RIGHT HAND KNOB AND LEFT HAND ROUND KNOB BOTH ARE SO TIGHT SPECIALLY LEFT HAND KNOB DOES NOT MOVE IT DOES NOT LOOSE AND TIGHT. ONCE A TIME I TRIED TO OPEN THE HEAD BUT COULD NOT SUCCEED CAN YOU GIVE ME TIPS AND OR TELL ME HOW TO OPEN.........THANKS
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Re: HEAD IS TOO TIGHT TO WORK WITH CAMERA SONY 250
I've had this happen before and I finally went to a auto parts store and purchased a filter wrench. Not the metal kind, but the kind with the adjustable strap. Put it around the knob and it worked like a charm to free the knob up. Hope this helps!
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The small box you will turn towards you while you hold the big handwheel. It might me very tight but it isn't going to break by turning hard. Tighten the small screw before you begin. When it is loose you can wind your bobbin.
It appears from the manual (see pages 9-10, which are on 11-12 of the pdf version) that it is necessary to disengage the hand wheel (loosen the center knob) with the bobbin winding lever all the way to the left, before putting the bobbin on the winder spindle. Put the bobbin on the spindle, then set the winding lever to the right position to engage the spindle drive. Do not tighten the hand wheel knob until after the bobbin is wound and the lever is moved back the left to permit bobbin removal.
If you are following these directions exactly, or you can't get the hand wheel knob loose, you have a mechanical problem to solve. You may need a stronger hand to loosen the knob, or something in the bobbin winder is bent, out of adjustment, or jammed with foreign material. If you are mechanically inclined, you may want to remove the top cover of the machine for inspection.
When the last exposure is made, the film advance lever will not move the film to allow another picture to be taken. Turn the camera upside-down; with the lens facing you. Locate a small button in a slight recess in the right-hand side of the bottom of the camera. Press the button in to release the sprocket drive mechanism from the film. Turn the camera right-side up again, and unfold or open the film crank knob from the top most part of left-hand side knob (the one with the ASA settings on it). Return or rewind the film back into the canister by gently turning the crank clockwise until you feel the resistance ease up completely. This indicates the film has been completely rewound and is now protected from light when the back of the camera is opened, next. To open the camera back, pull the crank knob gently up and away from the top of the camera. The back door will open and when the knob is fully extended, *** will be possible to remove the film canister from the camera body. You should do this in subdued light if possible - and return the film canister into the original protective container if available - otherwise, place in a light tight box, bag, etc.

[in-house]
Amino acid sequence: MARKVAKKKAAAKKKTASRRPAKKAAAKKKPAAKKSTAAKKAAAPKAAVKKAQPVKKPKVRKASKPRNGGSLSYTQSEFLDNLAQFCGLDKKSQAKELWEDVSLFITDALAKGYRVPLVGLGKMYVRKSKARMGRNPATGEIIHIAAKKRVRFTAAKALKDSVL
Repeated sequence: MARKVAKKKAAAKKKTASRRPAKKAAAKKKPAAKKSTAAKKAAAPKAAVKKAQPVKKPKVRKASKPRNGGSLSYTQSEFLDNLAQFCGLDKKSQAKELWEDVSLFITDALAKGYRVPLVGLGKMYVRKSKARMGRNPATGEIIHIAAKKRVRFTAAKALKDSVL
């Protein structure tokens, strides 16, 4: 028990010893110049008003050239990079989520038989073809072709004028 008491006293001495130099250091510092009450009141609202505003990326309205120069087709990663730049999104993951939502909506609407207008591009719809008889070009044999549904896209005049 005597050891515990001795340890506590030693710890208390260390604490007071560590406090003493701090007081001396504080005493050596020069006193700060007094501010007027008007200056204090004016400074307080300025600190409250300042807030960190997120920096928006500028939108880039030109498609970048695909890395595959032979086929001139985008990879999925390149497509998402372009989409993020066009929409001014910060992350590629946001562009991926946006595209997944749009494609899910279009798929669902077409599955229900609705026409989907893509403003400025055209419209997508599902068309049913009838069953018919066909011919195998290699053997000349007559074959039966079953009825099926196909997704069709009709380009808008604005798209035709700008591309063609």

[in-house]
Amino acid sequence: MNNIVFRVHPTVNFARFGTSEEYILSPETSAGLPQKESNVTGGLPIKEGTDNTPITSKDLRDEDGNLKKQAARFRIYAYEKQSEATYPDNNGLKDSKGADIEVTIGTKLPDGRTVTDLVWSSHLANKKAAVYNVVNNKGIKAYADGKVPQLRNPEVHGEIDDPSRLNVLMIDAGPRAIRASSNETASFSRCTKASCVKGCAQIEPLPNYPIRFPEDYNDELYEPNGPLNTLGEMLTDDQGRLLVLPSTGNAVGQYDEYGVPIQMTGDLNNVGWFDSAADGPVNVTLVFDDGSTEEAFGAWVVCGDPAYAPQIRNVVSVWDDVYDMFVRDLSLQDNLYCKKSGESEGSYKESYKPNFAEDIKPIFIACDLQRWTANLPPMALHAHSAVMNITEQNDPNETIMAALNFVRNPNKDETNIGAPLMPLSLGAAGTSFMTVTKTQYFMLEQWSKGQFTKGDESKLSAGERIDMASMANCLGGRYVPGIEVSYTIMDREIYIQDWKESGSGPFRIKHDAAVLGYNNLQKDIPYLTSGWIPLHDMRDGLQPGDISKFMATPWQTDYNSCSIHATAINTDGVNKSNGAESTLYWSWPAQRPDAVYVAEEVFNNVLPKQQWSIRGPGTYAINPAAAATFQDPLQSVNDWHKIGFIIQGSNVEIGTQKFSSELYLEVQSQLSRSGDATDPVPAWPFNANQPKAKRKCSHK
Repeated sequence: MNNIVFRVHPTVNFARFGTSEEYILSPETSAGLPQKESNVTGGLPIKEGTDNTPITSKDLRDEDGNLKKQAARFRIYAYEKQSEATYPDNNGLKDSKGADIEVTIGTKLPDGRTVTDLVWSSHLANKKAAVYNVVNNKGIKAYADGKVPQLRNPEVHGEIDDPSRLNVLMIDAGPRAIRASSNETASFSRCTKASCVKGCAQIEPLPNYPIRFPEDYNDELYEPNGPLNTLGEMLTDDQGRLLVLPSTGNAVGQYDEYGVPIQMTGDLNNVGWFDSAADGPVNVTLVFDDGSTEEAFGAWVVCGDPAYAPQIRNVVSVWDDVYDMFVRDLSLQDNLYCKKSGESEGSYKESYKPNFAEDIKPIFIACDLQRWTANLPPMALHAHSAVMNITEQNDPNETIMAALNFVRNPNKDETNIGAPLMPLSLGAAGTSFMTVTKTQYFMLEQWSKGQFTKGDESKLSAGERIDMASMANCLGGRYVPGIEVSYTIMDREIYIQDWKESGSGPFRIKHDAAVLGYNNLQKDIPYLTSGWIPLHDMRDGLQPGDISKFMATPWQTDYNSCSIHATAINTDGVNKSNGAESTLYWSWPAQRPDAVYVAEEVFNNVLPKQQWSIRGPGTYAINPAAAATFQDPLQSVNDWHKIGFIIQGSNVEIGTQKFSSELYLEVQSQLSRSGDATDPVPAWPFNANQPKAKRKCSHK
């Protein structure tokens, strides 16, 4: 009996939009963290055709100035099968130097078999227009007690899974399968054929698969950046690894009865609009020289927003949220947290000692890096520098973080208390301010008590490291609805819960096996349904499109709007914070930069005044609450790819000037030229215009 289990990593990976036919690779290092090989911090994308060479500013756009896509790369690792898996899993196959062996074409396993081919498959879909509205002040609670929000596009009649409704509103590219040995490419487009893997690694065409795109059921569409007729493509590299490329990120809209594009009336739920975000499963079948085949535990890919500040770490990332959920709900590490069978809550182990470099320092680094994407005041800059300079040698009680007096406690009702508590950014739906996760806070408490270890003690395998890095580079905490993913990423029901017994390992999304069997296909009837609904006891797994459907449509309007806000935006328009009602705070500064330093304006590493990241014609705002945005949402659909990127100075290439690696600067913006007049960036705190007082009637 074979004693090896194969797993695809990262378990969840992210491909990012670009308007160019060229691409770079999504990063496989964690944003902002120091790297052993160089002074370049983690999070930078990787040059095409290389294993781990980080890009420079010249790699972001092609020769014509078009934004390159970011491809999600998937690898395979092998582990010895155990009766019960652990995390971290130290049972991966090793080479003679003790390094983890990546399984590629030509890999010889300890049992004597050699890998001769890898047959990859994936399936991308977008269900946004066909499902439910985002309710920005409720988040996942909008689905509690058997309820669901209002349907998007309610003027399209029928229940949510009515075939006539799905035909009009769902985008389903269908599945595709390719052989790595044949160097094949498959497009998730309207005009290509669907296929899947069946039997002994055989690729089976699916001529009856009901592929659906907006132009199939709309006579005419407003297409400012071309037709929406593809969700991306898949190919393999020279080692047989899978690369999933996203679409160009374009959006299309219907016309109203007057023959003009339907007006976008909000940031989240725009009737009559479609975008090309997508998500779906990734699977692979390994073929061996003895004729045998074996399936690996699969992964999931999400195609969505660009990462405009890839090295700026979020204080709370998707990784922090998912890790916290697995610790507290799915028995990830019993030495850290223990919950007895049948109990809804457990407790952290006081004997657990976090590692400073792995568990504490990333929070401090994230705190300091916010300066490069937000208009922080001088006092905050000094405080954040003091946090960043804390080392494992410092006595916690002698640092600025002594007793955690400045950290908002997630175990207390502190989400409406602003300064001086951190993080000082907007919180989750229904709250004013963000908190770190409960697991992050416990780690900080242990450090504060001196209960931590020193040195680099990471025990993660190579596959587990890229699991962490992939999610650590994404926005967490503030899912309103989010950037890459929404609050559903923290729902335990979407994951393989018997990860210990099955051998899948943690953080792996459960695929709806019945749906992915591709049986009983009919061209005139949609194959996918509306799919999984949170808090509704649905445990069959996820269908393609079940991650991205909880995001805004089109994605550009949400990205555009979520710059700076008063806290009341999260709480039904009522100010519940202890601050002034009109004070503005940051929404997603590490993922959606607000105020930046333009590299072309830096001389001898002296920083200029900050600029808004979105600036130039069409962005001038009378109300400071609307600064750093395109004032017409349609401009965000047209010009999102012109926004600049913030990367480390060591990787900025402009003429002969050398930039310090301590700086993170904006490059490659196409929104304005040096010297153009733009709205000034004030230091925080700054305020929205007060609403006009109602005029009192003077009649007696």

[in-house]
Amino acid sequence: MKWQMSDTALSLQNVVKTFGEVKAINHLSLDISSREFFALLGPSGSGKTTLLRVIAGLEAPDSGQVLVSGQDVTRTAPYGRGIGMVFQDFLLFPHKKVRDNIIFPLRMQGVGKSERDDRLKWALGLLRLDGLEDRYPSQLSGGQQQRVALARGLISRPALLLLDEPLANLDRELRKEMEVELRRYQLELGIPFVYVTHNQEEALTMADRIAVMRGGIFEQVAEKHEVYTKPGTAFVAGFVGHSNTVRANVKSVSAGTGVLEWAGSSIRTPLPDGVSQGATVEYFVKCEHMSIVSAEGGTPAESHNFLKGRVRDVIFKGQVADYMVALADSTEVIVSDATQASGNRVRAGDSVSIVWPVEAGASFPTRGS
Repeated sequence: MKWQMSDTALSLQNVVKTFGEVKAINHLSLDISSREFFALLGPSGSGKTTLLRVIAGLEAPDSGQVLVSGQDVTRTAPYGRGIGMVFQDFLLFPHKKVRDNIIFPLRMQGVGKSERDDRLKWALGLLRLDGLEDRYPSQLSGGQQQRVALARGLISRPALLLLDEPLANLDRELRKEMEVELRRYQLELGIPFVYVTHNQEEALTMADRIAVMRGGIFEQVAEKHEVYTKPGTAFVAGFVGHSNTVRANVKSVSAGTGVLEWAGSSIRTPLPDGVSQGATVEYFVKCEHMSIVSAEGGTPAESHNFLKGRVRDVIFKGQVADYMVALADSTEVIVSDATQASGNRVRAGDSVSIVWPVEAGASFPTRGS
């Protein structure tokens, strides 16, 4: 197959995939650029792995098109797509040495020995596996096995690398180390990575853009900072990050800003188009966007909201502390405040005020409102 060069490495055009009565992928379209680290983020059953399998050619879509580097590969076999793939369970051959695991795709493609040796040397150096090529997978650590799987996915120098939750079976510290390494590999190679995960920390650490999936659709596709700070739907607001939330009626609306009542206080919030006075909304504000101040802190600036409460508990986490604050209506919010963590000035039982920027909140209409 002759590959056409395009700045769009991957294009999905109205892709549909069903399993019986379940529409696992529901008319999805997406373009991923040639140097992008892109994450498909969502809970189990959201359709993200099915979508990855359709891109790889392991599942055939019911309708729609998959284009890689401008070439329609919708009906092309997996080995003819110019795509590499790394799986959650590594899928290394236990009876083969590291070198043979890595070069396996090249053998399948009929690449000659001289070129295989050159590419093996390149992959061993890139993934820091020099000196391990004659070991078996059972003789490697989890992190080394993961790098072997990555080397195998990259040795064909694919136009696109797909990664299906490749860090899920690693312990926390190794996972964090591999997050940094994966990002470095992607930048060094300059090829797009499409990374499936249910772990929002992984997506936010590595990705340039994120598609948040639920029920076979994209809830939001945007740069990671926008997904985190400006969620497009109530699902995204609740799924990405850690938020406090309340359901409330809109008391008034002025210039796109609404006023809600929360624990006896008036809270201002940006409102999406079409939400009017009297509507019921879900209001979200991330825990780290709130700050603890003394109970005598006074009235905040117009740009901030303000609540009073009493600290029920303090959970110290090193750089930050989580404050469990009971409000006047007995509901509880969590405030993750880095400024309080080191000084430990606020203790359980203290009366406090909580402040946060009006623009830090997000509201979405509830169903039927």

As a general rule it is right hand threads on curved shaft trimmers and left hand threads on straight shaft trimmers. The major exception is on homelite manufactured units. On Homelite units the black bump knob is right hand and the red bump knob is left hand
Grasp the outer portion of the cutting head in your left hand and turn the inner knob with your right. Depending on model, some bump knobs are threaded and some are post and notch. Use a little spray like wd40 to loosen the mechanism. It may take a firm hand, but the two will separate so that you can reload the line. Consider reloading with the .095 five sided line. It cuts much easier than the round line.
They usually have a hex-head bolt cast inside the plastic knob, the head starts spinning inside. You might be able to loosen the knob by gripping it with Vice-Grips really tight, then get a new knob. Should be right-hand thread.